Ashwin looks to test the waters in warm-up games

Ravichandran Ashwin says, there is no point in actually going in with the same set of skills, time and time again and let the game change your skill.

R. Ashwin and Suresh Raina during the CEAT Cricket Awards in Mumbai on Wednesday   -  PTI

Away from the IPL spotlight for six weeks to sort out a sports hernia ailment, Ravichandran Ashwin was quite candid responding to a variety of questions, especially on the nature of limited over internationals played these days and MCC’s new rules from October that would clamp down on size of the bat and empower the umpires to send players of the field for excessive appealing and showing dissent.

Ashwin who had a remarkable international season (he took 99 wickets in 17 Test matches from the four-Test away series in the West Indies last year till the home series against Australia and scored 699 runs with two centuries and four half centuries) was presented the CEAT Cricket Ratings’ International Cricketer of the Year award by former batting maestro Sunil Gavaskar and Harsh Goenka, Chairman, RPG Enterprises at the C.K. Nayudu Hall, Cricket Club of India here on Wednesday.

He received a trophy and cheque of Rs. 5 lakh. Punjab’s Shubman Gill was declared the CEAT Young Player of the year for scoring 603 runs in nine games against the touring England Under-19 team. He received a cash award of Rs. 1 lakh.

The Tamil Nadu off spinner was one of the key performers in India’s 2013 ICC Champions Trophy-winning campaign in England and Wales, taking eight wickets in five matches at 22.62. But he has played only five ODIs (two in Australia and three in India) since January 2016. Talking about the nature of ODIs these days, he said: “The conditions are not stacked in favour of the bowlers. I feel you have to be prepared for any challenge thrown at you and I generally expect placid wickets, and that’s the way I prepare for limited over matches. As for as pressure is concerned, it is about handling one game at a time, and as you build up in every game, you start becoming a hot favourite.’’

Dissecting the ODI format a little further and his role, he said: “There has been lot of rule changes in terms of what ICC has done to the one-day format of the game (for example use of two new balls). There is no point in actually going in with the same set of skills, time and time again and let the game change your skill. It’s been going through my head and I have been working on a lot of stuff, based on how the game is changing and throwing the pace at you. I might be able to throw something new into this tournament (ICC Champions Trophy) hopefully; I think I am equipped enough to do it. Hopefully the two practice games (against New Zealand and Bangladesh at The Oval, London) will indicate how well I will go into this tournament and how well my variations might come to the fore. So I am just hoping that the two practice matches would be put to good use and bring something new to the team.’’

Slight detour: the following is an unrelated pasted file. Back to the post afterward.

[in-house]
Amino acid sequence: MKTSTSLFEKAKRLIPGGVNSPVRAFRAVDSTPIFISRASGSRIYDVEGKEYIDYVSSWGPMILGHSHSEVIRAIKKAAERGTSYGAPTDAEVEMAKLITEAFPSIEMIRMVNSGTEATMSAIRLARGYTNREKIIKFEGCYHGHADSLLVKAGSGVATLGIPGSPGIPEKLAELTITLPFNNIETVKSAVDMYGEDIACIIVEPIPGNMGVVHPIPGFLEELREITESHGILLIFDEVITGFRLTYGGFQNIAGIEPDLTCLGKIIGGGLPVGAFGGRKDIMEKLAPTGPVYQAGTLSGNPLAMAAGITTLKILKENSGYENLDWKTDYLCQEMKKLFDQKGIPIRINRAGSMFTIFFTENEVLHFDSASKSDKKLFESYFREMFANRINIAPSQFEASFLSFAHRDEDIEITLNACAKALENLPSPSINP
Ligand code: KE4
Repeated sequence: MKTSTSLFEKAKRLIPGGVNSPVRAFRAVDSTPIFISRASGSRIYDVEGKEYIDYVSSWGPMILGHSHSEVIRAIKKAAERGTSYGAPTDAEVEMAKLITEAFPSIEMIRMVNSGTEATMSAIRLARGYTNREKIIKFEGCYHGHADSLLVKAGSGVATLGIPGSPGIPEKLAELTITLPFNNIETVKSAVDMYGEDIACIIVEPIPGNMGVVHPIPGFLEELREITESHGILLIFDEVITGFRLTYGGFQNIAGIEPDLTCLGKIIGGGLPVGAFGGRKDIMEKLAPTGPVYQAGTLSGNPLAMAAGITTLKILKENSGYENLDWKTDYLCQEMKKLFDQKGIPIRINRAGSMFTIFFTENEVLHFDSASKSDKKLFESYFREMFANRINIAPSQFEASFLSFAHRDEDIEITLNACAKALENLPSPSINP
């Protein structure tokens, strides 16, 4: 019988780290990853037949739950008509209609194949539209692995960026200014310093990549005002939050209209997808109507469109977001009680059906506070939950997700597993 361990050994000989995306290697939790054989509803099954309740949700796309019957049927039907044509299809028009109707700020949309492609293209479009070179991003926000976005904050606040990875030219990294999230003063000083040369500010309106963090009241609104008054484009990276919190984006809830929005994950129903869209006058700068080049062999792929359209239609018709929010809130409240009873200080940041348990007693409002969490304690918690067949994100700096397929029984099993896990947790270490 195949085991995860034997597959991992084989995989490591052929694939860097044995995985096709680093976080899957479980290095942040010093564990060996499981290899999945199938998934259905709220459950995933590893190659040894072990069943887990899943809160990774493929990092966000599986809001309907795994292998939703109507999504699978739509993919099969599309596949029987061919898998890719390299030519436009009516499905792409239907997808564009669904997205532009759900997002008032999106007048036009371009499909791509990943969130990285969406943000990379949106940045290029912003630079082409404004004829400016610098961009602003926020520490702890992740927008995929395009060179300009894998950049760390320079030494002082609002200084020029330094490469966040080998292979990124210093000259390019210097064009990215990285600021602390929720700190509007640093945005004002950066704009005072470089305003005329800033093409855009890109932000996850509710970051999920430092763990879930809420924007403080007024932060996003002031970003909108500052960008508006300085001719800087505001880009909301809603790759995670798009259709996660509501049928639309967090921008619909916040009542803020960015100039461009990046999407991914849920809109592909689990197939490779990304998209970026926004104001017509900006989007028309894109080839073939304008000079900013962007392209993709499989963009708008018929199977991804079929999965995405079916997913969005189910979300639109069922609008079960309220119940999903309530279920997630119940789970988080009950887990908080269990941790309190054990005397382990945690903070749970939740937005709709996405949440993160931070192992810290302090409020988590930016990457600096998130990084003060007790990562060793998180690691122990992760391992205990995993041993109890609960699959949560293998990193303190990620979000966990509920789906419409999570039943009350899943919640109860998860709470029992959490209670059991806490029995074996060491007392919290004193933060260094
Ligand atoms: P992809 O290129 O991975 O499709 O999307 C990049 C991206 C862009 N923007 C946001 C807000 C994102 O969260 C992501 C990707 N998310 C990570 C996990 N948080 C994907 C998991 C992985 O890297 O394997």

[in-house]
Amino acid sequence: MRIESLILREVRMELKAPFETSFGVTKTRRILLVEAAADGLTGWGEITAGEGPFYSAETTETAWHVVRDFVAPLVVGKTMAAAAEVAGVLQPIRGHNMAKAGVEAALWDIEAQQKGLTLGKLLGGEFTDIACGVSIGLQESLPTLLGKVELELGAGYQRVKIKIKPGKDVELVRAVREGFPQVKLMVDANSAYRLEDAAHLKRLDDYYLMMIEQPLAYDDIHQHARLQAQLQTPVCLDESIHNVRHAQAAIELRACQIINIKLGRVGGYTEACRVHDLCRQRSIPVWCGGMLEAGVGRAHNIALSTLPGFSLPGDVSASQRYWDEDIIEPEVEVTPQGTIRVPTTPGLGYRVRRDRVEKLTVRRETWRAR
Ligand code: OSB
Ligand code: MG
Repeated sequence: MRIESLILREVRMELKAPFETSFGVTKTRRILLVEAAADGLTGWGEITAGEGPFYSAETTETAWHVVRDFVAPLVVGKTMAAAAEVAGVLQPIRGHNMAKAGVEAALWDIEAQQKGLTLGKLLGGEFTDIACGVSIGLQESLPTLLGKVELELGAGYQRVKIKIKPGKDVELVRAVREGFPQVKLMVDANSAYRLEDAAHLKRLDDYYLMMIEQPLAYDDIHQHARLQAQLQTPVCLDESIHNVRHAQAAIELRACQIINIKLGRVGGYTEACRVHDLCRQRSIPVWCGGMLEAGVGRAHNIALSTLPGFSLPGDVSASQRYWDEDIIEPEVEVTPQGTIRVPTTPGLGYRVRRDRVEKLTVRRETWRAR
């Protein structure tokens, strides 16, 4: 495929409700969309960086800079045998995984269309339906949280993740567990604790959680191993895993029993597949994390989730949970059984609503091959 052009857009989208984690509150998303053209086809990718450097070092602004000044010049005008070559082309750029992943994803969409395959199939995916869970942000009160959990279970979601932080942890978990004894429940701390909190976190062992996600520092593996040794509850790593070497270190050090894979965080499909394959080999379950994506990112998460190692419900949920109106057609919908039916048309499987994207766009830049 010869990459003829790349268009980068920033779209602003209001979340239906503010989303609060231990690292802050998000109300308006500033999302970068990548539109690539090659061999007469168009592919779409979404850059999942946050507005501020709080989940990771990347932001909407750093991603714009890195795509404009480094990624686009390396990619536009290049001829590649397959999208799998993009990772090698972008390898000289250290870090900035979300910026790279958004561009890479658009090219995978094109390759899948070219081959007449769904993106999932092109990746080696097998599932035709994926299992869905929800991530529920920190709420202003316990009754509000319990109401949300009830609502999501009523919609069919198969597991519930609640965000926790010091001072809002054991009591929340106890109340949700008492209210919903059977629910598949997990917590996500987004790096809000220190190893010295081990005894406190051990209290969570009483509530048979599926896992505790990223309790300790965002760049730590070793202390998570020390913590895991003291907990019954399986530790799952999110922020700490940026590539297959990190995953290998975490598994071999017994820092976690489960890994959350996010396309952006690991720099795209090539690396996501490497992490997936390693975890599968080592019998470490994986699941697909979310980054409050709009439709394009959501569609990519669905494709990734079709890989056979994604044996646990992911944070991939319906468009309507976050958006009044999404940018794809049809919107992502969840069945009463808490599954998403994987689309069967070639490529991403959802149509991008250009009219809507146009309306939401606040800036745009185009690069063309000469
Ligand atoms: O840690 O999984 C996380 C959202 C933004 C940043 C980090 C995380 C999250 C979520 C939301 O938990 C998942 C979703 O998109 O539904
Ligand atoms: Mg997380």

Before presenting the award, Gavaskar, who along with Ian Chappell and Clive Lloyd gave shape to the CEAT Cricket Ratings Awards in 1995, said: “The 22nd year of the CEAT Cricket Ratings tells the commitment the company has showed for Indian cricket. Generally sponsors look for instant recognition, but CEAT has made the hard work of Indian cricketers rewarding. A pat on the back is the biggest reward a cricketer values from his teammates in the dressing room after a good performance. The best batting, bowling and fielding awards performance compliment this and the CEAT award is like a cherry on top. This award is very simple and not subjective; points are given for runs scored, wickets and catches taken. Three years from now I wish the Indian team wins the 2019 World Cup and that would be the best way to celebrate the 25 year of the CEAT awards.’’

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